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Animal Advocates' Homes Raided

Vlasak said he thinks the purpose of the raid was to intimidate animal rights activists and is a sign that their efforts are having an impact on the animal research industry.
by Steve Mitchell
UPI Senior Medical Correspondent
Washington (UPI) Nov 06, 2006
The FBI and the Santa Monica Police Department have raided the homes of several animal rights advocates in California, an indication that law enforcement authorities are intensifying their efforts to crack down on activists at a time when the groups have been increasingly targeting pharmaceutical companies.

Law enforcement authorities would not comment on the raids, but the North American Animal Liberation Press Office (NAALPO) said they confiscated items valued at thousands of dollars from the homes of two of its press officers during the raids on Oct. 31.

NAALPO acts as a clearinghouse for animal rights extremists, distributing anonymous communiques it receives about illegal actions, such as vandalism of research labs, but its press officers say they do not engage in illegal activities themselves.

"They totally trashed the place," Jerry Vlasak, a NAALPO press officer whose home was raided, told United Press International.

Vlasak, who was not home when the authorities conducted the search, said it took his wife and him three days to put everything back in place.

In addition, the authorities apparently raided the homes of four other activists not associated with NAALPO.

Vlasak said that, although the authorities left a search warrant, he was not informed of the reasons for the raid. The warrant was signed by Los Angeles Appellate Judge Paul Turner.

"The police won't tell us anything," Vlasak said. "Nobody's been charged with a crime."

The raids come as the pharmaceutical industry as well as the biomedical research community have been pushing Congress to pass an updated version of the Animal Enterprise Terrorism Act that they say would improve law-enforcement officials' ability to thwart animal-rights extremists.

Vlasak said he thinks the purpose of the raid was to intimidate animal rights activists and is a sign that their efforts are having an impact on the animal research industry.

"It's a continued harassment and repression trying to run us away, hoping that eventually we'll get tired of their harassment and quit doing what we're doing," Vlasak said. "The more impact we're having on the animal abuse industry, the higher they're going to turn up the heat on us and try to make us go away," he said.

"But we're stronger than they are, there's no way we're going to stop," he added.

Vlasak added that he believes the intensified efforts are being spurred by pressure from the pharmaceutical industry.

"The pharmaceutical industry is driving it, they're the ones who stand to lose profits," he said.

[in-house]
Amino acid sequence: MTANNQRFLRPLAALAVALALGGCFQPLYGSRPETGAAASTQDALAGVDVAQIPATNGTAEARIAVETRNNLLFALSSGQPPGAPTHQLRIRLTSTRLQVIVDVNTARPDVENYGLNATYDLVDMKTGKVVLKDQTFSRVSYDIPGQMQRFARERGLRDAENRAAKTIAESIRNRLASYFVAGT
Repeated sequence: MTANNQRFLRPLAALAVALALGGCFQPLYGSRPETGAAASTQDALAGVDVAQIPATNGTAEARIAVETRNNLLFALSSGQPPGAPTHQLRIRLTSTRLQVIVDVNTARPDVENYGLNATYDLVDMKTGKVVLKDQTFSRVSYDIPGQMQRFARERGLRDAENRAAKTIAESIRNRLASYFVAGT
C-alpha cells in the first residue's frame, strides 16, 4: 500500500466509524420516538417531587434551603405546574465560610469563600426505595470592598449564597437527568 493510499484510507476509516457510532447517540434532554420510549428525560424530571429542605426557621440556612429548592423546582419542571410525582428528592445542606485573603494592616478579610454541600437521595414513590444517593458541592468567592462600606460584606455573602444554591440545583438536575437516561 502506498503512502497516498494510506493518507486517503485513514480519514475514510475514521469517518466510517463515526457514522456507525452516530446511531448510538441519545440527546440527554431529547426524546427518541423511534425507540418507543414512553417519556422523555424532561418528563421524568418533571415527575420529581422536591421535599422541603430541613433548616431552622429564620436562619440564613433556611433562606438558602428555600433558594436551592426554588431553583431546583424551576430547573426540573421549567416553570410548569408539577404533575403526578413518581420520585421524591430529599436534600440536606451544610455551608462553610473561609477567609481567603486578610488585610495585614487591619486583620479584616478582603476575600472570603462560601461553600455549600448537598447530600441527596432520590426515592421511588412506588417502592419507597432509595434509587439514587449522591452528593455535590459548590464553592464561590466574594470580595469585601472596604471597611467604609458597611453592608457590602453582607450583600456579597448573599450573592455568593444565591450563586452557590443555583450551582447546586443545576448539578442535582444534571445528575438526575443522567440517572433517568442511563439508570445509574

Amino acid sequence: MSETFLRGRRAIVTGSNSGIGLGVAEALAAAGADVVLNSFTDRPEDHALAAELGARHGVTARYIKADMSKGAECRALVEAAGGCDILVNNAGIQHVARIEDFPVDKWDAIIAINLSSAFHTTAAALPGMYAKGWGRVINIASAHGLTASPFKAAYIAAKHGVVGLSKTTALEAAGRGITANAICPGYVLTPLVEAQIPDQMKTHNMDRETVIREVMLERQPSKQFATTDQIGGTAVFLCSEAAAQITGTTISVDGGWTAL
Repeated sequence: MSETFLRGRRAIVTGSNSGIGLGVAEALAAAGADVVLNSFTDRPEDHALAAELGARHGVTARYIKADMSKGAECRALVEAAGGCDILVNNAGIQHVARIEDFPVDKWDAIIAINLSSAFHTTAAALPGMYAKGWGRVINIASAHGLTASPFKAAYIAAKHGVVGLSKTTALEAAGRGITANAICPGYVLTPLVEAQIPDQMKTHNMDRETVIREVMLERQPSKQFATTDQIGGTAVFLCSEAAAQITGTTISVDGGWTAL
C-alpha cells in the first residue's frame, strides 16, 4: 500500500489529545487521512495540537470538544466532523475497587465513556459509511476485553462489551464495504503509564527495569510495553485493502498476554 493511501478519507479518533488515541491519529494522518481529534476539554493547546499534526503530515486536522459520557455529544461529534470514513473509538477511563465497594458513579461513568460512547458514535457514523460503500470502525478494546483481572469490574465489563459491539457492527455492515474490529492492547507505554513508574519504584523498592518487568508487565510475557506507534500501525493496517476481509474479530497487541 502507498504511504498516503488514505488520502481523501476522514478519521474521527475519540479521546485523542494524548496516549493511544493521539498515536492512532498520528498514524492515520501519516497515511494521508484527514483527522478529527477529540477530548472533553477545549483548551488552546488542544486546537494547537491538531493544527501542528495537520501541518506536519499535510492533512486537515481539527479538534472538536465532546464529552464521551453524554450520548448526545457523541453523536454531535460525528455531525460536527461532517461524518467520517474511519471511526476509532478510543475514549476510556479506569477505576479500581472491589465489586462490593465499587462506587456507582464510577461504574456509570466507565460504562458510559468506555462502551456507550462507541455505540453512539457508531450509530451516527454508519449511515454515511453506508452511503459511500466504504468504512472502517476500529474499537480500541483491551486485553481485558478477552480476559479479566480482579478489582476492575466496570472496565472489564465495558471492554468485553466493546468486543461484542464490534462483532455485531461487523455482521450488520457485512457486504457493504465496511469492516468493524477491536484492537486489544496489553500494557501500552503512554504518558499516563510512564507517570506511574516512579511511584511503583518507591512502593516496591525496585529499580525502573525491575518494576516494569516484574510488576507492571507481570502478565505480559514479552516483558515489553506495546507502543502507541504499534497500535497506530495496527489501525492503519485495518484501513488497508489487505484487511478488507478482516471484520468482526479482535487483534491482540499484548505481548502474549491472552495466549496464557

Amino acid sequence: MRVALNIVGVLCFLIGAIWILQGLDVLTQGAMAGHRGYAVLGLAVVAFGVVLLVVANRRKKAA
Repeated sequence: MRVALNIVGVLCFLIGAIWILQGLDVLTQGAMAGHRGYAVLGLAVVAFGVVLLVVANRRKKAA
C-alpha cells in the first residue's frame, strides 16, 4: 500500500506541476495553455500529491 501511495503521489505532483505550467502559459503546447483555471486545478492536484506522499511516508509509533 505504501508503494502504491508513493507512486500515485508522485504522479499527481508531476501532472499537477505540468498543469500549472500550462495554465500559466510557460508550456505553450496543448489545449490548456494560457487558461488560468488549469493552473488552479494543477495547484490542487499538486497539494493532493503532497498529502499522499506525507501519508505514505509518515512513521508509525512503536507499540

The items confiscated by the authorities included various animal rights pamphlets, flyers and DVDs and a large stuffed dog used during protests of David Diliberto, the commander of the Los Angeles city pounds.

"It appeared to be much more ideological oriented, about what we were reading and thinking," Vlasak said.

The authorities also took his computer and a DVD burner, but he said he had copies of all the information contained on the computer's hard drive.

The authorities also raided the house of Linda Greene, another NAALPO press officer, and the homes of four other activists Vlasak said he does not know. The search warrant listed eight Web sites that were of interest and Vlasak said he believes some of people whose homes were raided may have run some of those sites. Many animal rights groups have profiles on myspace, a social networking site that links users around the world.

The authorities, however, did not raid NAALPO's office, Vlasak said.

The FBI declined to comment on the raids.

Special agent Kenneth Smith told UPI the search warrants were executed by the Santa Monica police department but would not reveal any other details.

"We're just not commenting on that," Smith said. He referred UPI to the Santa Monica Police Department, but they did not respond to a request for comment.

The Foundation for Biomedical Research, a group supported by the pharmaceutical industry, said it was gearing up to push for passage of the Animal Enterprise Terrorism Act when Congress reconvenes next week.

The Senate has passed the legislation but the House has not yet voted on it.

Janet Flynn, vice president of FBR, called the efforts to get the bill passed "a looming legislating battle important to the medical research community."

Passage of the bill would mean "law enforcement will now have the tools to effectively prosecute animal extremists for violence and threats against animal research enterprises and their families," Flynn told UPI.

Source: United Press International

Related Links
North American Animal Liberation Press Office
Darwin Today At

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